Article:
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English citations of stakeholder

1841, Joseph Chitty, A Practical Treatise on the Law of Contracts (S. Sweet, 1841):

If two persons respectively deposit money in the hands of a stakeholder, subject to the event of a legal wager, no part of the amount deposited can be recovered from him except by the winner of the wager. A stakeholder is the agent of both parties, or rather their trustee ***".

1875, 26 N.J. Eq. 345, 1875 WL 6892 at 4 (N.J.Ch. 1875), First Nat. Bank v. Bininger:

A stakeholder is a third person, chosen by two or more persons, to keep in deposit property, the right or possession of which is in dispute, until some one of them establishes his right to it.

1941, 127 N.J.L. 127 at 129-130, 21 A.2d 209 at 210 (N.J.Sup. 1941), State v. Dudley:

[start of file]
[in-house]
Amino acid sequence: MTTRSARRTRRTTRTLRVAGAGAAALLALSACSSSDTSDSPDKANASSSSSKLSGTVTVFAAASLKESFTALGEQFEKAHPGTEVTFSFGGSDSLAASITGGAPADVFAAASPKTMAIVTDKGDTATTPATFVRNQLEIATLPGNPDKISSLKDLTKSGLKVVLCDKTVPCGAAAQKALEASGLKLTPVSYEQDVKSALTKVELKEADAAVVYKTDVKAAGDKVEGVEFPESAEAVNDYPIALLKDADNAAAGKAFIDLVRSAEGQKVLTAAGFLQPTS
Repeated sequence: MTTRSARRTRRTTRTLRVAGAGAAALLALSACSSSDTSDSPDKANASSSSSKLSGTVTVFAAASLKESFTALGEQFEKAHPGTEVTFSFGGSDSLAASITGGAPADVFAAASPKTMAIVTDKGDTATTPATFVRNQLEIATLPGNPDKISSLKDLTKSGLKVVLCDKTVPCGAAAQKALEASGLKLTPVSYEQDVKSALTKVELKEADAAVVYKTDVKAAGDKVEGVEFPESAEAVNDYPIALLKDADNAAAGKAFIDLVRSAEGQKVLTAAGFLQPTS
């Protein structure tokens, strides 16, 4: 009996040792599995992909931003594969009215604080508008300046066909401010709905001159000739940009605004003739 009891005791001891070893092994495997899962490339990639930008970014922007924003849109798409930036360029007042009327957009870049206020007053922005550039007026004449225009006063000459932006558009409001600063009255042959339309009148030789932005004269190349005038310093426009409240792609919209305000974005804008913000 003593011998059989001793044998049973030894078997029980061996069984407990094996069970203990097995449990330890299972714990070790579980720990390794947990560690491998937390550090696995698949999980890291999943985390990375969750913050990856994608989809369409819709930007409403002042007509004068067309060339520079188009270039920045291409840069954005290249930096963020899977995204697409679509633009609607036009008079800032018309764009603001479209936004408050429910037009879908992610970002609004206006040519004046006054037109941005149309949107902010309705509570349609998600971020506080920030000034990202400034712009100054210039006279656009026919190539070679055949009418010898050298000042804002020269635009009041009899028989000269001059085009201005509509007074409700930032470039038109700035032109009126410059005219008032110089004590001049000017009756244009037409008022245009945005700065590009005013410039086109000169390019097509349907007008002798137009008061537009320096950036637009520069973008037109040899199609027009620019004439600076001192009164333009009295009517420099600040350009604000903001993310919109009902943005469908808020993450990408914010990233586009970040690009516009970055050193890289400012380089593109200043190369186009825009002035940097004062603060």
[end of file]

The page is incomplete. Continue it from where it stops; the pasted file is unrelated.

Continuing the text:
The function of a stakeholder as commonly conceived, is to receive the sums wagered and hold them against the determining event, whether that event be a horse race or otherwise, and then pay them over to the winner; and the framer of the indictment apparently held that view. 2 Bouv.Law.Dict., Rawle's Third Revision, p. 3116, defines ‘stakeholder’ as ‘A third person chosen by two or more persons to keep in deposit property the right or possession of which is contested between them, and to be delivered to the one who shall establish his right to it. * * * A mere depositary for both parties of the money advanced by them respectively with a naked authority*130 to deliver it over upon the proposed contingency.’ This definition, deduced from cited cases, is given in 27 C.J. p. 982, § 77 E 6: ‘A stakeholder is a mere depositary of both parties to a wager for the money deposited by them, respectively, with a naked authority to deliver it over on the proposed contingency; a person with whom money is deposited pending the decision of a bet or wager; one holding a fund which two or more claim adversely to each other; one who has received the funds of another or others in special deposit for a given purpose, to be paid to one party, or divided between both, or among all the parties, on the happening or not happening of some anticipated event.’"